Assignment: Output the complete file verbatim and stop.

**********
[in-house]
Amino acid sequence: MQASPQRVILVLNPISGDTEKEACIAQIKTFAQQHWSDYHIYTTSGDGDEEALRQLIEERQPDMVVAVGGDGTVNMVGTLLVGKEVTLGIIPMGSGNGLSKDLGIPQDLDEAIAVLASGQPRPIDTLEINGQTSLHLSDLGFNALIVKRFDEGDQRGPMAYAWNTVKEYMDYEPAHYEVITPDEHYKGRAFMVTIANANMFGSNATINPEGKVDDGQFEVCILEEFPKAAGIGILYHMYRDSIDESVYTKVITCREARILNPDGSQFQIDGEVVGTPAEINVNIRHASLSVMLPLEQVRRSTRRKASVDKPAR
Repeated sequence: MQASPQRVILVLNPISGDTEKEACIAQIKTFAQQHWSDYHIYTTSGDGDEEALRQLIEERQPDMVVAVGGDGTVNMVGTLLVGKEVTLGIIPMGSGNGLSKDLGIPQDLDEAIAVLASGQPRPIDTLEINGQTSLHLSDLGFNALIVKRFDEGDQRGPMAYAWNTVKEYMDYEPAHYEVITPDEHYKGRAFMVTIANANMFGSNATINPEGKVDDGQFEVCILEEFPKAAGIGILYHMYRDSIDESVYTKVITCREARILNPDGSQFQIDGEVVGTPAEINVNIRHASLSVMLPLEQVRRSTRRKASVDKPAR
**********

[in-house]
Amino acid sequence: MQASPQRVILVLNPISGDTEKEACIAQIKTFAQQHWSDYHIYTTSGDGDEEALRQLIEERQPDMVVAVGGDGTVNMVGTLLVGKEVTLGIIPMGSGNGLSKDLGIPQDLDEAIAVLASGQPRPIDTLEINGQTSLHLSDLGFNALIVKRFDEGDQRGPMAYAWNTVKEYMDYEPAHYEVITPDEHYKGRAFMVTIANANMFGSNATINPEGKVDDGQFEVCILEEFPKAAGIGILYHMYRDSIDESVYTKVITCREARILNPDGSQFQIDGEVVGTPAEINVNIRHASLSVMLPLEQVRRSTRRKASVDKPAR
Repeated sequence: MQASPQRVILVLNPISGDTEKEACIAQIKTFAQQHWSDYHIYTTSGDGDEEALRQLIEERQPDMVVAVGGDGTVNMVGTLLVGKEVTLGIIPMGSGNGLSKDLGIPQDLDEAIAVLASGQPRPIDTLEINGQTSLHLSDLGFNALIVKRFDEGDQRGPMAYAWNTVKEYMDYEPAHYEVITPDEHYKGRAFMVTIANANMFGSNATINPEGKVDDGQFEVCILEEFPKAAGIGILYHMYRDSIDESVYTKVITCREARILNPDGSQFQIDGEVVGTPAEINVNIRHASLSVMLPLEQVRRSTRRKASVDKPAR